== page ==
- Nothing in JavaParser returns null. Instead an Optional is returned.
- Nothing in JavaParser accepts an Optional. Instead a null is passed. (When retrieving this value, you will get Optional.empty)
- Don’t silently accept null where it is not allowed. Throw an exception.
Why? Because we used to get a lot of issues about NullPointerExceptions. Some of these were actual JavaParser bugs. Most of them were caused by people passing null where it wasn’t allowed.
Automatic parent node management
(talk about attaching/detaching/cloning)
Parse errors, semantic validation
In JavaParser, the parser is asked to do as little as possible: just give us an AST for the code you see. For valid code, it should be a valid AST. For invalid code, it should be a invalid AST. After parsing there is a semantic validation phase where the invalid locations in the AST are found, and errors are created.
- Because if the parser is strict, it will fail quickly, and it will only produce one error message and no AST. By being flexible during parsing, there are more situations in which we will get an AST.
- Because we have one grammar for all Java versions. What’s valid in Java 5 might not be valid in Java 1. These checks are done in the validation phase - the parser always parses the superset of all Java versions.
Use of exceptions
JavaParser limits itself to a few exceptions, most of them runtime. It is prefered to prevent the user from getting into a bad situation at compile time, but sadly there are a lot of hard to avoid holes.
- To prevent bugs from API abuse there are IllegalArgumentException and IllegalStateException.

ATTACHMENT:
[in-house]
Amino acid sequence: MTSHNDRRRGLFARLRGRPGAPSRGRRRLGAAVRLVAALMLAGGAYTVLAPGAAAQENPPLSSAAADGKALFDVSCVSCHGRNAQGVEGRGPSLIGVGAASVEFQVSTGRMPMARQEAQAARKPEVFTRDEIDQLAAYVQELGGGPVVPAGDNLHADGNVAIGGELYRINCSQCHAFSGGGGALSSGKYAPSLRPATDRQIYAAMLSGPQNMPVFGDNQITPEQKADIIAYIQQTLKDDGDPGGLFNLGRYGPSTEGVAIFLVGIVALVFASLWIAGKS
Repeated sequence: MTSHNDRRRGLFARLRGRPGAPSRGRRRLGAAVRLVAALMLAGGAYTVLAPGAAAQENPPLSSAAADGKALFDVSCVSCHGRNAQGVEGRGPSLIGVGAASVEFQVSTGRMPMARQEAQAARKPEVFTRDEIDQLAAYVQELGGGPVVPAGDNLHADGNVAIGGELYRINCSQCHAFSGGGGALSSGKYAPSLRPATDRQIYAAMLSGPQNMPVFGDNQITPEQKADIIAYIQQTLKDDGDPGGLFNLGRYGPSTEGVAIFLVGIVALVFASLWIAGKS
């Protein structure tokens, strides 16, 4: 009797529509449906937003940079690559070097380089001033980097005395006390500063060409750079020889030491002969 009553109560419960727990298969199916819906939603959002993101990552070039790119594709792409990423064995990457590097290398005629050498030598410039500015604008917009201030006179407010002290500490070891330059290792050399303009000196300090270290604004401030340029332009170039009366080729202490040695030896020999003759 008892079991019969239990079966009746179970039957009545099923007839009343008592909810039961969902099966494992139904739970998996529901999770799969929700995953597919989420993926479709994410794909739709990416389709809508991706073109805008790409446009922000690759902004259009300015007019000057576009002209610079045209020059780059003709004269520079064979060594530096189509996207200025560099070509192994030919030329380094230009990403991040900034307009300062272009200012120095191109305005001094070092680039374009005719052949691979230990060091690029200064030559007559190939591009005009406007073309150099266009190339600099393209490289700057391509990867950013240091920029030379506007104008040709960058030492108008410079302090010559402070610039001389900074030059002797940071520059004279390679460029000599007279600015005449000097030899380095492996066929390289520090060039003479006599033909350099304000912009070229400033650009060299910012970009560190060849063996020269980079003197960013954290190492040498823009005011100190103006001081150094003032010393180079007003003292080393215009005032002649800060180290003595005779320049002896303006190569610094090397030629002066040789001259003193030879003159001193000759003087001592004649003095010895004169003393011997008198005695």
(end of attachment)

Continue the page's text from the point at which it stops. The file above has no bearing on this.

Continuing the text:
- To signal invalid source code from StaticJavaParser, there is ParseProblemException.
- To inform the user of unfinished parts of the symbol solver, there is NotImplementedException.
- Where IOException is generated, it is passed on to the user.
The JavaParser project is quick to deprecate methods. When deprecating, there must always be an explanation in the Javadoc telling what the new way of doing things is. Every year or so all deprecated code is removed.
What goes in the AST?
Everything that is meaningful in Java. A stray “;” is not meaningful. An empty statement in “while(true);” is.
Are comments meaningful in Java? No. (Javadoc is debatable) The comments are still in the AST, but they are second rate citizens: they get patched into their approximately correct positions in the AST after parsing.
Besides this, the AST is treated as an Abstract Syntax Christmas Tree, meaning it’s full of nice utility methods, as long as they are somewhat general.
JavaParser is a “rescued project.” The original author abandoned it, and new people picked it up and enhanced it. That means the reason is lost to time. There is a mild desire to move to ANTLR, but it would mean a lot of work. The discussion is over here:
(little story about each of the components)
- The root of the AST is the node that contains the rest of the AST, but is not itself contained in an AST. It has no parent. In JavaParser this will often be CompilationUnit, but it’s also normal to have some arbitrary node as the root.
- The parent of node x is the node directly above x, towards the root of the AST. For a PackageDeclaration, the parent will usually be a CompilationUnit.
- The ancestors of node x are all the nodes above it, towards the root of the AST. The ancestors are x’s parent, x’s parent’s parent, x’s parent’s parent’s parent, and so on until there is no parent anymore.
- The children of node x are the nodes directly below x.
- The descendants of node x are all the nodes below x. For example: a CompilationUnit will have every node except itself as its descendants. An IfStatement has its conditions and its “then” and “else” blocks as its children. Those children, and all of their descendants, are descendants of the IfStatement.
- walk: to go through a tree of nodes using some algorithm.